Ken Black served as President of Muskoka Heritage Foundation from 2001 to 2004 and was the founder of Muskoka Watershed Council. Muskoka Conservancy will miss Ken’s kind friendship, wisdom, and straight talk. Our love and thoughts are with Beth and Ken’s family.
In 2015, Ken received The Wayland Drew Natural Heritage Award, which presented to individuals who consistently demonstrate environmental leadership by promoting stewardship, conservation, environmental education or awareness of Muskoka’s natural heritage.
Besides a stellar career in education (teacher, principal and superintendent) , politics (MPP and Minister of Tourism and Recreation), community service (Rotary, Historical Society, Muskoka Algonquin Healthcare board) and journalism (“In My View” for twenty years and Muskoka Magazine articles) Ken has made a noteworthy contribution in the environmental sphere over many years.
Ken is a fourth generation Muskokan who began his teaching career in Bracebridge. In his roles as a teacher, principal and superintendent, Ken vigorously supported the Out-Of–Classroom Education program to enable students to experience the natural history of the area. During his tenure as principal, Ken instituted a “Quest” program that allowed students to pursue projects in greater depth and at a higher level than would normally be attained in the regular curriculum. One such project resulted in a student carrying out a detailed four season study of a pond north of Bracebridge. This research became a valuable record for the local MNR.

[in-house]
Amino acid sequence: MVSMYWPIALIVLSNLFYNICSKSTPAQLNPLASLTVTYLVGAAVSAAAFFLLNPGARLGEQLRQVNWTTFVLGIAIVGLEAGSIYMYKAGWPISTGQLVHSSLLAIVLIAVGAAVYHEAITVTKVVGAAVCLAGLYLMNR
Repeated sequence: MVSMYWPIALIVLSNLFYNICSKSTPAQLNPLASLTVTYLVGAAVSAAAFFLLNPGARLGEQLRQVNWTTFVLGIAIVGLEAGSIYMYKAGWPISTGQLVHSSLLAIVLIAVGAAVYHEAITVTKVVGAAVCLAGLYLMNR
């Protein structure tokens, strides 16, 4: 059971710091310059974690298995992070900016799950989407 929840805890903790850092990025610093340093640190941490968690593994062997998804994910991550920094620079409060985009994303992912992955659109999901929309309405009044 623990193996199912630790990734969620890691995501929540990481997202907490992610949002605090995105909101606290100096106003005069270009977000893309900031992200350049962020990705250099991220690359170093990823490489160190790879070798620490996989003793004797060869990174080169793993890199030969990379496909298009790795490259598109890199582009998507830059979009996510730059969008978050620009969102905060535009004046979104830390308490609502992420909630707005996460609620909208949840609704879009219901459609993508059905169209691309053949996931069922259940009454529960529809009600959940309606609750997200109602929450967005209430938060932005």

Perhaps Ken’s greatest contribution to the Muskoka environmental scene was the conception and development of the Muskoka Watershed Council. He saw the need to somehow partner the District of Muskoka with a local environmental organization the Muskoka Conservancy (The Muskoka Heritage Foundation at the time) to attain a new level of environmental awareness. Ken used his role as president of the Muskoka Heritage Foundation (MHF) to facilitate this. With great perseverance and determination he was successful in achieving this goal. The Muskoka Watershed Council has grown to the status of a stand-alone organization that champions watershed health. Likewise during his presidency he shepherded the MHF organization to more financial stability which allowed the Muskoka Conservancy to develop into the significant land trust and stewardship organization that it is today. It was on Ken’s watch that the first native plant sale took place along with the Green Challenge for businesses to consider and implement more natural landscape plans.
Over the last almost twenty years, Ken has taken the torch and promoted the environmental protection in his weekly column “In My View”. He has often called to task poor policies and decisions by all levels of government but on the positive side he has heralded positive actions that might achieve sustainability for the planet.